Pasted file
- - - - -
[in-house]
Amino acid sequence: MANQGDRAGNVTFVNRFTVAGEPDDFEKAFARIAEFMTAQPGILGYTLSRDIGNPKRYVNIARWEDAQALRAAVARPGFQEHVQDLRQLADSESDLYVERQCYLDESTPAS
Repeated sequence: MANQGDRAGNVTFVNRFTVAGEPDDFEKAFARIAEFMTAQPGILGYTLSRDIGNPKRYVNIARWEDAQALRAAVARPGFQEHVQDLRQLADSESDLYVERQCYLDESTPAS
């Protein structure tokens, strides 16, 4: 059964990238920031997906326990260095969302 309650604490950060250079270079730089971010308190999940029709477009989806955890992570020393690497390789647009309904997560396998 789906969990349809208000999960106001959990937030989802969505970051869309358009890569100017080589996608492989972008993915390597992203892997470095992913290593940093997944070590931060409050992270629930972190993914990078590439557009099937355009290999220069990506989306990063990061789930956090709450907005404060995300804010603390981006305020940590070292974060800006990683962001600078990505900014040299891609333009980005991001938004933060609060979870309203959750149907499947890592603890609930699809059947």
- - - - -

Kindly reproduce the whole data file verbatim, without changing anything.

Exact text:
[in-house]
Amino acid sequence: MANQGDRAGNVTFVNRFTVAGEPDDFEKAFARIAEFMTAQPGILGYTLSRDIGNPKRYVNIARWEDAQALRAAVARPGFQEHVQDLRQLADSESDLYVERQCYLDESTPAS
Repeated sequence: MANQGDRAGNVTFVNRFTVAGEPDDFEKAFARIAEFMTAQPGILGYTLSRDIGNPKRYVNIARWEDAQALRAAVARPGFQEHVQDLRQLADSESDLYVERQCYLDESTPAS
């Protein structure tokens, strides 16, 4: 059964990238920031997906326990260095969302 309650604490950060250079270079730089971010308190999940029709477009989806955890992570020393690497390789647009309904997560396998 789906969990349809208000999960106001959990937030989802969505970051869309358009890569100017080589996608492989972008993915390597992203892997470095992913290593940093997944070590931060409050992270629930972190993914990078590439557009099937355009290999220069990506989306990063990061789930956090709450907005404060995300804010603390981006305020940590070292974060800006990683962001600078990505900014040299891609333009980005991001938004933060609060979870309203959750149907499947890592603890609930699809059947």